James Earl Carter, Jr., 1980, Oil on canvas by Robert Clark Templeton
In the early stages of the 1976 presidential campaign, the experts hardly gave a second thought to Jimmy Carter's chances of winning the Democratic nomination, much less the White House. But the former Georgia governor's "can-do," Washington outsider's image, along with his traditional populism, had great voter appeal, and in the final poll he emerged triumphant. Unfortunately, Carter did not prove as popular in the presidency as he had on the stump, being blamed for problems such as runaway inflation. Nevertheless, his administration had some unalloyed successes, including a landmark peace agreement between Egypt and Israel, which would probably never have been reached without Carter's own dogged determination to make it happen.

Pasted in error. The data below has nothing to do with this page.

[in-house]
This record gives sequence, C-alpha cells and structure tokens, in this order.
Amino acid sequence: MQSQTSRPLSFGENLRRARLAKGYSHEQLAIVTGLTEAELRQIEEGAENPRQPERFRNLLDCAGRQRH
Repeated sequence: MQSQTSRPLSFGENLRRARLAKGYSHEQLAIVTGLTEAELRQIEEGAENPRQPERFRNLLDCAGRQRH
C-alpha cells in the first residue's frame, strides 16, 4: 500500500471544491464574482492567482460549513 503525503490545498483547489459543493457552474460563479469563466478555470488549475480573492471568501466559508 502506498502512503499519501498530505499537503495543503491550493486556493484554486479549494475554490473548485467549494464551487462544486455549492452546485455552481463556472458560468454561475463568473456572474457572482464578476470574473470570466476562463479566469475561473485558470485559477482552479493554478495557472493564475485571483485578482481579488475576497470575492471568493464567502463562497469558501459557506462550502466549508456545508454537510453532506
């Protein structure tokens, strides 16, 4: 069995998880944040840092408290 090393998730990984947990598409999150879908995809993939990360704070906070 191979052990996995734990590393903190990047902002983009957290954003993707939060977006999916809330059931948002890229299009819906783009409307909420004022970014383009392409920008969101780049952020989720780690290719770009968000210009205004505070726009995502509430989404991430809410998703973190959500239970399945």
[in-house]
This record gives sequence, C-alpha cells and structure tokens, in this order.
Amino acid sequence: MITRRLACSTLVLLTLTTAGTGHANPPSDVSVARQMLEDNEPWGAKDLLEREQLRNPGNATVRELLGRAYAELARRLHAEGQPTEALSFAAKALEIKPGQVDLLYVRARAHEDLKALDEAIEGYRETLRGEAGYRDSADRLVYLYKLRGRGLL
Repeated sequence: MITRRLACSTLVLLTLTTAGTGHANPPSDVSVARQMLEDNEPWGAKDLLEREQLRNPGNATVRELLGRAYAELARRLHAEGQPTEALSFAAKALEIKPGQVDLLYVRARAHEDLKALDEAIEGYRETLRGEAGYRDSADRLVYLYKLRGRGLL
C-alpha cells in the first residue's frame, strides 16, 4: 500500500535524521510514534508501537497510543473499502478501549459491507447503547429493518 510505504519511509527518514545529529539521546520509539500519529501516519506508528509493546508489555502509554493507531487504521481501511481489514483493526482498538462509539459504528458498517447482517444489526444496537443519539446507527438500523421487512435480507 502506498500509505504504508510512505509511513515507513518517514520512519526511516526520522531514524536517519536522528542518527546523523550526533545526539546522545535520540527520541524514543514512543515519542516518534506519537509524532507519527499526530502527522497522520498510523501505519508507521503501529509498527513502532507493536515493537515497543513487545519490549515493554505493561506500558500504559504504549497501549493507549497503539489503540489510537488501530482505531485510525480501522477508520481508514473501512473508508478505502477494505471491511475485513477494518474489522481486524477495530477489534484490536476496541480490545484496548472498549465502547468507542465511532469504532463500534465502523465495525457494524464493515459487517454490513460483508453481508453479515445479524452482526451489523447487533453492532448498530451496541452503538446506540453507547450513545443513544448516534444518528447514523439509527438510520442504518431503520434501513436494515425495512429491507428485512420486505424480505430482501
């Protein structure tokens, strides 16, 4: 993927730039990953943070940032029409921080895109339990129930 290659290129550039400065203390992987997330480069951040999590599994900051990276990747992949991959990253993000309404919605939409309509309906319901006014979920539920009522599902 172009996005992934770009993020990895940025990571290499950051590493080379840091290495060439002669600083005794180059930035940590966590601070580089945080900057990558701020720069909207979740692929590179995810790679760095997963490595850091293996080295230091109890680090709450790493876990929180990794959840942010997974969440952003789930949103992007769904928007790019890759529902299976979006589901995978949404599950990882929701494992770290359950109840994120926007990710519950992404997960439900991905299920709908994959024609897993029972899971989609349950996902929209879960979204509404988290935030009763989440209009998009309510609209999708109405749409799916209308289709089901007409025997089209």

Artist Robert Templeton made the first sketches for this portrait at the White House in 1978. In the picture, Carter stands in the Oval Office, which is furnished as it had been during his administration. The donkey statuette on his desk was a gift from the Democratic National Committee.